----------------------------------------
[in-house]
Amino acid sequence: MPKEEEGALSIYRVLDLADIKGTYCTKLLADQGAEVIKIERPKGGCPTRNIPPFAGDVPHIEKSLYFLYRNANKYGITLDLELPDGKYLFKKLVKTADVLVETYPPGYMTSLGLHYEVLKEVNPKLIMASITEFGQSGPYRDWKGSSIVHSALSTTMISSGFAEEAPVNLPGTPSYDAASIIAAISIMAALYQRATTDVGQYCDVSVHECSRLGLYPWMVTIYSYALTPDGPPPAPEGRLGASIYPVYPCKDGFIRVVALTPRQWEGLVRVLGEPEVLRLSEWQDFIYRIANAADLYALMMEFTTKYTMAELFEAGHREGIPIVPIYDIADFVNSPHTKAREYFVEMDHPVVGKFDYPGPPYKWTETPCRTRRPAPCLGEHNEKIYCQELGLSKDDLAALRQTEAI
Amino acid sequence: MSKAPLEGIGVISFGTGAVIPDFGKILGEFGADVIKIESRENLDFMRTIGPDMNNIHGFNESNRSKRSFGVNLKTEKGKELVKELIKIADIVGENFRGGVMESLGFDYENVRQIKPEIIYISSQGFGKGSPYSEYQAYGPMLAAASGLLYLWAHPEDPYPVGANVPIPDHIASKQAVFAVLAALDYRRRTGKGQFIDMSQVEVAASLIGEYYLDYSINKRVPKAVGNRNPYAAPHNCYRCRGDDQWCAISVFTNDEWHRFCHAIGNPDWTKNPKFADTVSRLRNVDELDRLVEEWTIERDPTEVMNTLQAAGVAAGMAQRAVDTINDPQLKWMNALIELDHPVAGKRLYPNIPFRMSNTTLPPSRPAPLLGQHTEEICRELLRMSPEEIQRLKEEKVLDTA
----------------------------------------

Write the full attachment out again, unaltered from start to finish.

[in-house]
Amino acid sequence: MPKEEEGALSIYRVLDLADIKGTYCTKLLADQGAEVIKIERPKGGCPTRNIPPFAGDVPHIEKSLYFLYRNANKYGITLDLELPDGKYLFKKLVKTADVLVETYPPGYMTSLGLHYEVLKEVNPKLIMASITEFGQSGPYRDWKGSSIVHSALSTTMISSGFAEEAPVNLPGTPSYDAASIIAAISIMAALYQRATTDVGQYCDVSVHECSRLGLYPWMVTIYSYALTPDGPPPAPEGRLGASIYPVYPCKDGFIRVVALTPRQWEGLVRVLGEPEVLRLSEWQDFIYRIANAADLYALMMEFTTKYTMAELFEAGHREGIPIVPIYDIADFVNSPHTKAREYFVEMDHPVVGKFDYPGPPYKWTETPCRTRRPAPCLGEHNEKIYCQELGLSKDDLAALRQTEAI
Amino acid sequence: MSKAPLEGIGVISFGTGAVIPDFGKILGEFGADVIKIESRENLDFMRTIGPDMNNIHGFNESNRSKRSFGVNLKTEKGKELVKELIKIADIVGENFRGGVMESLGFDYENVRQIKPEIIYISSQGFGKGSPYSEYQAYGPMLAAASGLLYLWAHPEDPYPVGANVPIPDHIASKQAVFAVLAALDYRRRTGKGQFIDMSQVEVAASLIGEYYLDYSINKRVPKAVGNRNPYAAPHNCYRCRGDDQWCAISVFTNDEWHRFCHAIGNPDWTKNPKFADTVSRLRNVDELDRLVEEWTIERDPTEVMNTLQAAGVAAGMAQRAVDTINDPQLKWMNALIELDHPVAGKRLYPNIPFRMSNTTLPPSRPAPLLGQHTEEICRELLRMSPEEIQRLKEEKVLDTA